CINEMA- A Cure For Wellness
Gore Verbinski’s highly anticipated psychological thriller about the goings on inside a mysterious rehabilitation centre in the Swiss Alps misfires, managing to turn what could be a genuinely troubling and disturbing premise into a movie apparently aimed at people who need every nuance explained. A huge disappointment.
There’s nothing like that feeling of being truly, sorely, deeply, sadly, and maddeningly disappointed. From relationships to careers, sometimes life has a habit of letting us down brutally, rather than gently.
A Cure For Wellness is a case in point. We’ve been looking forward to Gore Verbinski’s dark and moody psychological thriller for so long it’s hard to remember a time when we weren’t waiting for it to arrive at the big screen. Unfortunately, though, like looking back on that first date- when you had an inkling of what may come, but later found it’s not what you wanted- we can’t help but wish we’d left things at the trailer stage and not got involved.
OK, so it’s not an awful movie really. It looks stunning- well-considered aesthetics, colours and lighting as oppose to by numbers or merely functional. But that’s also its undoing, one of the reasons it makes you so irritated. Everything about this should be great, but somehow it just isn’t that great at all. Well, actually, not somehow, we know exactly why it’s not that great- someone decided to play down to the audience.
If you’re unaware, the plot basically centres on Dane DeHaan, who plays a Wall Street hot shot caught with his hand in the cookie jar, and forced to trek out to the Swiss Alps to bring back his company’s CEO, who has basically moved into a madhouse, run by the inmates. His other option being a career-ending sacking, and obviously that won’t do when you have his level of ambition.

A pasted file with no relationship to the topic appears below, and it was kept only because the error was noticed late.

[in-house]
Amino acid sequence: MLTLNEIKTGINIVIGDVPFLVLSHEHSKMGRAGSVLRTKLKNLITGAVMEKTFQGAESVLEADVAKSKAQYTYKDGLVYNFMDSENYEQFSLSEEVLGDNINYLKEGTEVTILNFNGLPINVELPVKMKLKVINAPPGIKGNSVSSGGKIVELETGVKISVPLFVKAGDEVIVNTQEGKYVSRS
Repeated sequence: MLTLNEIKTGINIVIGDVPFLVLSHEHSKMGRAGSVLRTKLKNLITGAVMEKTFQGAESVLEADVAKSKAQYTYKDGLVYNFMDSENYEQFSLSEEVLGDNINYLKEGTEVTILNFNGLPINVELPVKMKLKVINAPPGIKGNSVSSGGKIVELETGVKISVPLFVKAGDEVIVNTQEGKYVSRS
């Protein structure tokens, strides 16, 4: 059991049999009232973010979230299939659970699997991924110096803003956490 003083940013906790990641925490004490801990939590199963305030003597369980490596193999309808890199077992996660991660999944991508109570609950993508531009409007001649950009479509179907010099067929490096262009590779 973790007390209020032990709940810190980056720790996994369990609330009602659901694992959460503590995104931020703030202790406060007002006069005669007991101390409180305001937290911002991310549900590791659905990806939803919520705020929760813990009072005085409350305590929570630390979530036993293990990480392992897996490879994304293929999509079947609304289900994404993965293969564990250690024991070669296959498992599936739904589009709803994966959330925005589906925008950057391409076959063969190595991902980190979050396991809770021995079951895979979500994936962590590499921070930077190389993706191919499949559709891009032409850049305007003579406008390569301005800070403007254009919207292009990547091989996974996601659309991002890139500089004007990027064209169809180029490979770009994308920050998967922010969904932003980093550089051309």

Off he trundles, then, to central Europe’s most beautiful corner, and there he discovers the imposing ‘wellness retreat’- apparently inspired by Bram Stoker’s Dracula– and the man in charge, who hardly convinces you the place is innocent. Even his name, Dr. Heinrich Volmer (by Jason Isaacs), sounds like someone who should be held up for war crimes. Many of the residents (read: captives) appear to have been here for far too long, and have completely lost the plot, with the treatments on offer far from conventional.
Sadly things go from bad to worse for DeHaan when he discovers his elusive boss isn’t really up for leaving. One car crash later and the lad is himself hauled up in bed with a broken leg, meaning the attending staff can really get to work on him. What follows is perhaps comparable to Shutter Island, only with none of the subtle unease or menace- just wham, bam, let’s ensure the viewers don’t miss this clue, m’am.
It’s a crying shame- comparisons to Shutter Island are scarcely that relevant, but in this case the way that line between hallucinatory and waking nightmares tries to blur it’s an obvious one to make. Annoyingly, you never get to the point where you can’t work out which is which, though, with signposting throughout obvious enough for a cat to grasp the overall end game relatively early on. All style, no brains makes everyone in this office bored, if not dull, and marks this as the first massive let down of 2017, despite the fundamental themes- the relentlessness of U.S. working hours, its impact on people, dishonesty to cover up for obsession- being fully deserving of screen time.